Now you might ask…well, if you don’t like the service from your doctor, why not switch? It’s not that easy anymore. Many doctors aren’t taking new patients. For instance, it took my sister three years to find a new family doctor after the previous one retired. Three years is a long time to go without a doctor, especially when you have children. So really, they have us over a barrel. After all this rant the question that comes to me, where does one lay the blame for this? The doctors? I can’t fully blame them. They are trying to work to their best benefit under our system. The government? Perhaps. I wouldn’t want an entire system re-haul or to trash the system completely but I think some improvements could be made so that it is better suited to the requirements of today. In my opiniion, doctors are, in general, too busy. How can we fix this?

For more on Canada’s Healthcare System and its history see here.

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12 thoughts on “Healthcare Rant

  1. I think you said it when you mentioned your doctor’s Aesthetics clinic. In Ontario that’s private, uninsured by the provincial health plan. She can charge whatever she wants. And she doesn’t have to deal with sick people; just people who want their bikini line trimmed. She probably makes more money from that part of her “business” than she makes from actually treating sick people.

    My dad once went to visit his family doctor for a specific purpose, but while he was there asked that the doctor look at something else as well. The doctor said my father would have to make another appointment for that because the doctor would only be paid by the health plan for a single visit. Of course my dad blew up at him and scolded him severely!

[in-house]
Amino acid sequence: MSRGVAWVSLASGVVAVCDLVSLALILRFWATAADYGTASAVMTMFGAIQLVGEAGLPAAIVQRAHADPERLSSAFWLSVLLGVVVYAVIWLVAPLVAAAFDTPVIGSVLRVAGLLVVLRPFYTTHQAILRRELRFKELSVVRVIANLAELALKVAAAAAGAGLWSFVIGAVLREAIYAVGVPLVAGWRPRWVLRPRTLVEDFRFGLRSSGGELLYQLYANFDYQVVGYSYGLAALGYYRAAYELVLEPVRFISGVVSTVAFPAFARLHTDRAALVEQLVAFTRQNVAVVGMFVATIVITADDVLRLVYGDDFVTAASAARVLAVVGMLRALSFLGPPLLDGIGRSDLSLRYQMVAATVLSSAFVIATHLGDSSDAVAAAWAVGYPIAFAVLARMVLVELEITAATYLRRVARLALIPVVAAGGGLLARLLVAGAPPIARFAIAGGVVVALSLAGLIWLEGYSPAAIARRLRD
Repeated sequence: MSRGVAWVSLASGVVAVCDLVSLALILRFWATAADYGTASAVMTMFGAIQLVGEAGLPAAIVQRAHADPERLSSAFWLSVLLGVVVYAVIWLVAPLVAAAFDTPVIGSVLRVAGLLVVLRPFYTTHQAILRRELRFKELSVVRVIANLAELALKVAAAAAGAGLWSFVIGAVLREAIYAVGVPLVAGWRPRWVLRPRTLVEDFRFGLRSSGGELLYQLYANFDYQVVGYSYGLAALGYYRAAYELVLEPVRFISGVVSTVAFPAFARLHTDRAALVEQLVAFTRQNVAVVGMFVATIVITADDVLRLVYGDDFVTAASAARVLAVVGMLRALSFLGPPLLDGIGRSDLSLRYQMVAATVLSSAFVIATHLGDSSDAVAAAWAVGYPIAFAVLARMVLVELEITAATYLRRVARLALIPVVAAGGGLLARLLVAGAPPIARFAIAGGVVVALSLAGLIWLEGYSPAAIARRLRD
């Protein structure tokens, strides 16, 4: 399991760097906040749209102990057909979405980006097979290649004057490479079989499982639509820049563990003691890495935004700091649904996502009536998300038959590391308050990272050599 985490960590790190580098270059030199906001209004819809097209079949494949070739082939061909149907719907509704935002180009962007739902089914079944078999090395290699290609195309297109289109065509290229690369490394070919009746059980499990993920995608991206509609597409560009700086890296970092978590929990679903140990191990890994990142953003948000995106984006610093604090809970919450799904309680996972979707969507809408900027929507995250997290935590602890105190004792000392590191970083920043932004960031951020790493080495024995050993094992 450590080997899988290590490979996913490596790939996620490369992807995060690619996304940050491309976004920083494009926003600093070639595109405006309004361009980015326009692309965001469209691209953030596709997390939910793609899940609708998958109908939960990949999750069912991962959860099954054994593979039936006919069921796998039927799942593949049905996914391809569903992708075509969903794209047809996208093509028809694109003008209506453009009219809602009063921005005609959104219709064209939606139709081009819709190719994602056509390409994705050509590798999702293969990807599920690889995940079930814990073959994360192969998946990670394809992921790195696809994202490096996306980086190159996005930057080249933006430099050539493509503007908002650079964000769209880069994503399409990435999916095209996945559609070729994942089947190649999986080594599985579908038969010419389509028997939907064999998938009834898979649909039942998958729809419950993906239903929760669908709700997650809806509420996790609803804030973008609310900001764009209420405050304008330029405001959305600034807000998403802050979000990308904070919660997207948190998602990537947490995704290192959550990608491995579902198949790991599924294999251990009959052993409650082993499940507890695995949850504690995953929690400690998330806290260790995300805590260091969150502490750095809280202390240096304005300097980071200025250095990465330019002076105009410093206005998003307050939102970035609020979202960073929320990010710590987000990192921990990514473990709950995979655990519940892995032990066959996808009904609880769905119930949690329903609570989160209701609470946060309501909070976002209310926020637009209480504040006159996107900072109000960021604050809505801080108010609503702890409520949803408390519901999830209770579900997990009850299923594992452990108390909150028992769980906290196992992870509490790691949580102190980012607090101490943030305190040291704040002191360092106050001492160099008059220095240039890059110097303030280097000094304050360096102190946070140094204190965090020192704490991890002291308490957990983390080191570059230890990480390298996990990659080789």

To me the problem is because we’ve stopped being “patients” and we’ve become “health care consumers”. We’re no longer “citizens”, we are now “taxpayers” and when we seek government services, we are “clients”. Corporate ideology and Corporate-speak have permeated every aspect of society. Especially in North America.

    But still, I would hate to live in the US and have to suffer through US HMO’s. That’s probably infinitely worse, unless you have a lot of money.

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    1. I think, Brigand, you hit the nail on the head when you said we have stopped being patients and are more like customers. So true. Even though we don’t pay directly, doctors are still paid per visit and so the more visits they get per day, the more money they make. I know the two-tiered system is very attractive to doctors, particularly those in it for the money, and I think by running the esthetics clinic, my doctor is dipping her toes in the two-tiered waters and she likes it.

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  2. Took me 4 years to get a doctor after coming home to Canada after a life overseas. I was using walk in clinics, but then I got cervical cancer – and had the most amazing gynecologist look after me. When it was finally over and all was well again he asked where he should send my file. I told him I had no family doctor. He let out a massive sigh and said “not an option”. See he believes that if you’ve had one cancer – it’s because your predisposed to it. He made some calls, pulled some strings and – yep I have a doctor. I was so grateful that it never occurred to me to be angry that this GP had this strict “one problem at a time” rule. One day when I realized I DID have more than one issue I called the office and said “I have 5 issues I wish to discuss – I will come in and I will be talking about all 5 so give me the time needed for that”. They argued I listened. I said “now that your done giving me the party line just book the time for 5 issues back to back – enter it as 5 different patients if the paper work amuses you – but I will be there and I will not leave until I have had the service my tax payer dollars entitle me too.” They argued again and yes THEY HUNG UP ON ME!!